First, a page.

Saturday, 17 December 2011


The fourth volume in the Nineteenth Century British Society series has now been published on Amazon:

All societies are, to some degree, stratified or divided into different social groups. These groups may be in competition with each other for social control or wealth. They may be functional, defined by their contribution to society as a whole. They may share common ‘values’, have a common ‘national identity’ or they may form part of a pluralistic society in which different ‘values’ coexist with varying degrees of consensus or conflict. They have different names like ‘castes’ or ‘ranks’or ‘classes’. British society in the nineteenth and early-twentieth century has been called a ‘class society’ but there are some differences between historians about its precise meaning or whether it is meaningful at all.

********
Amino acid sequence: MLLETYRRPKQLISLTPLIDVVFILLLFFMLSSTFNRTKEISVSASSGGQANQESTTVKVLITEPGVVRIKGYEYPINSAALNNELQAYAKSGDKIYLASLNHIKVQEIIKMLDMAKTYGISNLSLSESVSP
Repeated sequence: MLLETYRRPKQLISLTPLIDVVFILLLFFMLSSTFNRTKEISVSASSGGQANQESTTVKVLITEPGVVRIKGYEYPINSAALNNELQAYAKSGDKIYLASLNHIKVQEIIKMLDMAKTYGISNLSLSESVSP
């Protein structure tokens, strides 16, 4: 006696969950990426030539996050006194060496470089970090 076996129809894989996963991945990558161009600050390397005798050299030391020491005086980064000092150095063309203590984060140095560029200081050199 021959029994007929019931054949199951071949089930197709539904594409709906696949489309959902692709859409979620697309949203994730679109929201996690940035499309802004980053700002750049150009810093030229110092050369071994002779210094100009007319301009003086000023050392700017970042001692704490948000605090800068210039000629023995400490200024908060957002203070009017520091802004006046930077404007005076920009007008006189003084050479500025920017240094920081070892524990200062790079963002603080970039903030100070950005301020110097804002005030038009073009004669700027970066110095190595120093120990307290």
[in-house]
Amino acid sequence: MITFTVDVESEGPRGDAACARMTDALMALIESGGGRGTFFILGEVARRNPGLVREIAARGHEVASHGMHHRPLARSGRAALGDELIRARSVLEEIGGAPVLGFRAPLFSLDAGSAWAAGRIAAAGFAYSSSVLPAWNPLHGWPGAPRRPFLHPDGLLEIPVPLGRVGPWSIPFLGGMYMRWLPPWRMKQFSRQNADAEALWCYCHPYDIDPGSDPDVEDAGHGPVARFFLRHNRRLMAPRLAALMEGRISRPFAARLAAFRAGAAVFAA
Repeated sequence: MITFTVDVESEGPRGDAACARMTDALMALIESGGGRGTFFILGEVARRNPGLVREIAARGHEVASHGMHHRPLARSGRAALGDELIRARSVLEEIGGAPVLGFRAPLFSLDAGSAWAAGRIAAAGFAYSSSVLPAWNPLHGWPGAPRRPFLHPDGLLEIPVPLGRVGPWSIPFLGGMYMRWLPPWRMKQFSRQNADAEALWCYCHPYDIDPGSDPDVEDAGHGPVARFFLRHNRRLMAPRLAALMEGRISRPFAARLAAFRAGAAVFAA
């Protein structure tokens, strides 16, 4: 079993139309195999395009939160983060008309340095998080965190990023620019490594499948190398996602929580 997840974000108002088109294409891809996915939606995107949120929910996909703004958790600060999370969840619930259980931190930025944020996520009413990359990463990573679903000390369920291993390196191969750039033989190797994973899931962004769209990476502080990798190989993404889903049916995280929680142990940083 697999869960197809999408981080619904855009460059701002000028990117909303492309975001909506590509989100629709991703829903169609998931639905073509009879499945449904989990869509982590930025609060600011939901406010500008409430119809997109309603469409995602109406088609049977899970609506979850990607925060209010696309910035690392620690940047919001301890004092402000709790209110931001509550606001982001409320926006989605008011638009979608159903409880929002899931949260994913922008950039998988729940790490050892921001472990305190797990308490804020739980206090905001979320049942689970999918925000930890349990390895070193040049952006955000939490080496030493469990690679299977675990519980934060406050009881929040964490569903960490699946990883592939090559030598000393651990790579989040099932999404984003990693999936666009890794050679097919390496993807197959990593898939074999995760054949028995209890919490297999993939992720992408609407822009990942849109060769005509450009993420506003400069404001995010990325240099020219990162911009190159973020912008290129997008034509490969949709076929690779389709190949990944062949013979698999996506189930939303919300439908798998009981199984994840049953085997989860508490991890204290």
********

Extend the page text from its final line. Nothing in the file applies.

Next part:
This volume examines the nature of social class in the nineteenth and early-twentieth century. The book first examines the ways in which contemporaries and historians have viewed class and how a ‘class’society developed as the result of economic change. The remaining three chapters follow the conventional three class definition and consider the working-classes, middle-classes and upper-classes. Particular regard is placed on the changing role of working-class and middle-class women and how their economic, social and cultural roles changed when faced with massive economic dislocation and male-dominated outlooks.

The book is divided into five chapters:

  1. Class

  2. The working-classes

  3. The middle-classes

  4. The Upper Class

Further Reading identifies the most valuable books on these subjects while the detailed notes provide a guide for further research.

No comments: